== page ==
Special counsel Robert Mueller’s investigation into Russian interference in the 2016 election and related matters turns one year old Thursday, and Republicans are simply disgusted that it could have dragged on this long. Their position is summed up by the president:
Donald J. Trump tweeted “Congratulations America, we are now into the second year of the greatest Witch Hunt in American History…and there is still No Collusion and No Obstruction. The only Collusion was that done by Democrats who were unable to win an Election despite the spending of far more money!”
As President Trump’s crackerjack lawyer Rudy Giuliani put it on Fox: “It’s about time to get the darn thing over with. It’s about time to say, ‘Enough. We’ve tortured this president enough.’”
The truth, however, is that Mueller’s investigation has been both fruitful and efficient compared with many similar investigations of administration officials. To make that clear, let me offer you a selection of prior investigations conducted by independent and special counsels, along with the length of time they took to conclude:
—Iran-Contra: 6 years, 8 months (1986-1993)
—Samuel Pierce, HUD corruption: 9 years (1990-1999)
—Bush administration, improper search of passport records: 3 years (1992-1995)
—Henry Cisneros, mistress payments: 11 years (1995-2006)
—Mike Espy, gifts from agriculture company: 6 years (1994-2001)
—Bill and Hillary Clinton, Whitewater: 6 years 8 months (1994-2000)
—Scooter Libby, CIA leak: 3 1/2 years (2003-2007)
In all these cases, people complained that the investigations went on too long, and they were often right. But some of them certainly warranted a lengthy investigation. Iran-Contra was a sweeping conspiracy involving multiple crimes committed by multiple people in the Reagan administration, in which arms were sold to Iran and the profits taken to fund an illegal proxy war in Central America. Even if almost seven years was too long, it would have been ridiculous to suggest that a single year would have been enough.
Other investigations were absurdly lengthy given what they were investigating; for instance, HUD secretary Henry Cisneros lied to the FBI during his background check about money he had paid to his mistress, which was indeed against the law but hardly warranted an investigation that went through multiple phases and wasn’t completely closed for 11 years.
But no one is suggesting that Mueller will need another 10 years to get to the bottom of the Trump omni-scandal. Informed observers looking from the outside believe that he’ll be finished by the end of this year or the beginning of next year, meaning the whole thing will be wrapped up in less than two years.
One of the most important things to remember about Mueller’s critics is that, like all of us, they have only a general sense of what Mueller has been doing. His investigation has been leakproof; whenever we learn something about it, it’s via someone who has testified to the grand jury or the substance of court filings. There’s zero indication that Mueller has been anything but thorough and professional, which is exactly why he, a lifelong Republican and widely respected law enforcement official, was picked for the job.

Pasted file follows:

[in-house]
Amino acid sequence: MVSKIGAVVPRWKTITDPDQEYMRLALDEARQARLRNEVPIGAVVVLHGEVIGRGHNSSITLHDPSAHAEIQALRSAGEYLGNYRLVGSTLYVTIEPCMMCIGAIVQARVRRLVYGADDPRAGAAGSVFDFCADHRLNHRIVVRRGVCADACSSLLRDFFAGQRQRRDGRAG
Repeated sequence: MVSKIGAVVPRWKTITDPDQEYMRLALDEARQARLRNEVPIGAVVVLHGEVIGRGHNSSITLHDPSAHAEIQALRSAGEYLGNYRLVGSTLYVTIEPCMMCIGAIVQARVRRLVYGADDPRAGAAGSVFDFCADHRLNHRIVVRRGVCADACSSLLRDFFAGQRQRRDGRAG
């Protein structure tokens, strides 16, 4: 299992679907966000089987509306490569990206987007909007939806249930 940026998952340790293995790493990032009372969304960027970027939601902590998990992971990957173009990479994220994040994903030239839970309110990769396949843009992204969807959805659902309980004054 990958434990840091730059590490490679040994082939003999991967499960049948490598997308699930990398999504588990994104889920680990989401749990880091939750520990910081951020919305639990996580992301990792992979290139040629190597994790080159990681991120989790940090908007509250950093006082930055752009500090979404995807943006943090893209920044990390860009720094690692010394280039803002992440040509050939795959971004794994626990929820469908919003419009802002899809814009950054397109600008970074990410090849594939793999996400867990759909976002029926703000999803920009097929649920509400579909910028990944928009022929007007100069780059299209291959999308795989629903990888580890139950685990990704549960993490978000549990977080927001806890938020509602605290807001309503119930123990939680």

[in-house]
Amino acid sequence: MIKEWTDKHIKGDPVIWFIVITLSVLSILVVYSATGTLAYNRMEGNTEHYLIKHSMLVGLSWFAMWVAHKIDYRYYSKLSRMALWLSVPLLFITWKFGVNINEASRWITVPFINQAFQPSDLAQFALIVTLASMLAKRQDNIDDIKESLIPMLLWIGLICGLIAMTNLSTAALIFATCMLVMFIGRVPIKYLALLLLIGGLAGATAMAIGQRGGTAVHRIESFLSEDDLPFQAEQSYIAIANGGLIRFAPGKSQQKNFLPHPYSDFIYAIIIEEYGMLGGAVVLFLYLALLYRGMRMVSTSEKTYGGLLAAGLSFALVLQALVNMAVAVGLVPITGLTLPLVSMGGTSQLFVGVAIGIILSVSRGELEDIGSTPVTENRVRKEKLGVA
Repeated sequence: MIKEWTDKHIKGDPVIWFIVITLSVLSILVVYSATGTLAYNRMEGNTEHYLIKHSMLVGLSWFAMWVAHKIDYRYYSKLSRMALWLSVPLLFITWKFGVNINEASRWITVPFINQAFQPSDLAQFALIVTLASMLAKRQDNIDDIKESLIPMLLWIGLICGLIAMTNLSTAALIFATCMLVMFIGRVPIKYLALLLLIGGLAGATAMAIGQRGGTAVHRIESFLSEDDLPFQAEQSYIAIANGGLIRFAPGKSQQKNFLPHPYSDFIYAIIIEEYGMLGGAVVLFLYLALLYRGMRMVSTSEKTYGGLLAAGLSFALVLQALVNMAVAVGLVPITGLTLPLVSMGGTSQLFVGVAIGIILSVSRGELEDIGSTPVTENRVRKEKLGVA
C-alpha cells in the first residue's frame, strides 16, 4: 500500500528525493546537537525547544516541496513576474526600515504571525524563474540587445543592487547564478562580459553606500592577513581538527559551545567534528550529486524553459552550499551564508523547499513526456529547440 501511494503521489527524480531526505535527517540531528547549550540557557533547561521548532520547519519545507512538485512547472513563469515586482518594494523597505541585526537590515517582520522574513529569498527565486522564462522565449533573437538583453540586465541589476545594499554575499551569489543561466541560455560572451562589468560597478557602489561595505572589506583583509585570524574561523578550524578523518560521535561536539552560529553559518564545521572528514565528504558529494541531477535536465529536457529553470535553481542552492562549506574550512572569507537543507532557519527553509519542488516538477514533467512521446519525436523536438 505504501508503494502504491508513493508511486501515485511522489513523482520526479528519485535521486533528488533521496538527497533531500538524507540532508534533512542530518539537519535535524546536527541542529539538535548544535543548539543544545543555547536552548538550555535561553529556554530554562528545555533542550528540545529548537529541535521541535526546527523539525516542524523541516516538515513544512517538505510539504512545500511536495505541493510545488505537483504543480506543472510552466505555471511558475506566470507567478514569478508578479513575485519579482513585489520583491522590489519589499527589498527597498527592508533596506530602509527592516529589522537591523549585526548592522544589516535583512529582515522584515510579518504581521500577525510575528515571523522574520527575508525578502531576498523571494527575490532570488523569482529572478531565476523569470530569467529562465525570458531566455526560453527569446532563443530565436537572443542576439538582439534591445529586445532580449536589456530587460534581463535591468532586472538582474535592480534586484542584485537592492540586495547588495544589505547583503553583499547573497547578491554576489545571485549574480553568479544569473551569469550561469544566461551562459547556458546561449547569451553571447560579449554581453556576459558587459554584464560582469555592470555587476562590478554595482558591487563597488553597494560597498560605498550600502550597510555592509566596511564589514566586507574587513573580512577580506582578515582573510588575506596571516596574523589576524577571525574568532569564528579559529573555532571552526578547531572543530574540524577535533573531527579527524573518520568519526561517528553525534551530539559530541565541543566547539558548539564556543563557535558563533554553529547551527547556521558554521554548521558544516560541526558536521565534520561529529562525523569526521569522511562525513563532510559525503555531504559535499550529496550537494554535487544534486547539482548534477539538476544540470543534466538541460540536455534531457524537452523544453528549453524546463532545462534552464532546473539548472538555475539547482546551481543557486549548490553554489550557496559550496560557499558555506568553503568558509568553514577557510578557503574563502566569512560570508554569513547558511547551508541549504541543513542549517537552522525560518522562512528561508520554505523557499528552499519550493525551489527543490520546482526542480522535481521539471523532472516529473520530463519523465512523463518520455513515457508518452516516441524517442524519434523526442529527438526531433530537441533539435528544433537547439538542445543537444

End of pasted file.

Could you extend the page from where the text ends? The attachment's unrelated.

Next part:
Now let’s do a quick rundown of what Mueller has so far produced:
—An indictment of 13 individuals and 3 companies in connection with Russian efforts to infiltrate and manipulate the 2016 election.
—Indictments on multiple charges against former Trump campaign chairman Paul Manafort.
—Guilty pleas from former Trump aides Michael Flynn, Rick Gates, and George Papadopoulos, offered in exchange for their cooperation.
—Guilty pleas from two other figures, Alex van der Zwaan and Richard Pinedo, tangentially connected to the original investigation.
There is obviously much more on its way.
We have to remind ourselves of the scale of what Mueller has to investigate. It starts with the fact that a hostile foreign government mounted a comprehensive effort to swing the results of an American election. That we have to actually argue about whether or not that is a big deal is utterly insane. Then there are Trump’s efforts to obstruct justice, for which there is ample evidence. Then you move to the other potential crimes the investigation has uncovered along the way, like Paul Manafort’s alleged money-laundering and Michael Cohen’s Trump Tower-sized pile of potential crimes. Given what we know and what we’re learning literally on a daily basis, nobody sincerely thinks that Manafort and Cohen aren’t going to wind up behind bars.
When it comes to Cohen in particular, his misdeeds keep leading back to Trump. The fact that Trump has now admitted that he lied about what he knew about the hush money Cohen arranged for Stormy Daniels is just the tip of a very dirty iceberg, a colorful illustration of the fact that we have only the barest idea what the investigation will uncover about the Trump Organization and Trump himself. The president may be the single most corrupt prominent business figure in America, and once prosecutors start examining that business, they’re going to have a lot of work to do.
So no, this investigation hasn’t gone on too long. All indications are that Mueller is moving with all appropriate speed; the trouble is that there’s just so much potential malfeasance to examine. And no amount of hand-waving from Rudy Giuliani or cries of “Witch hunt!” from the president will change that.
Paul Waldman is a columnist with The Washington Post.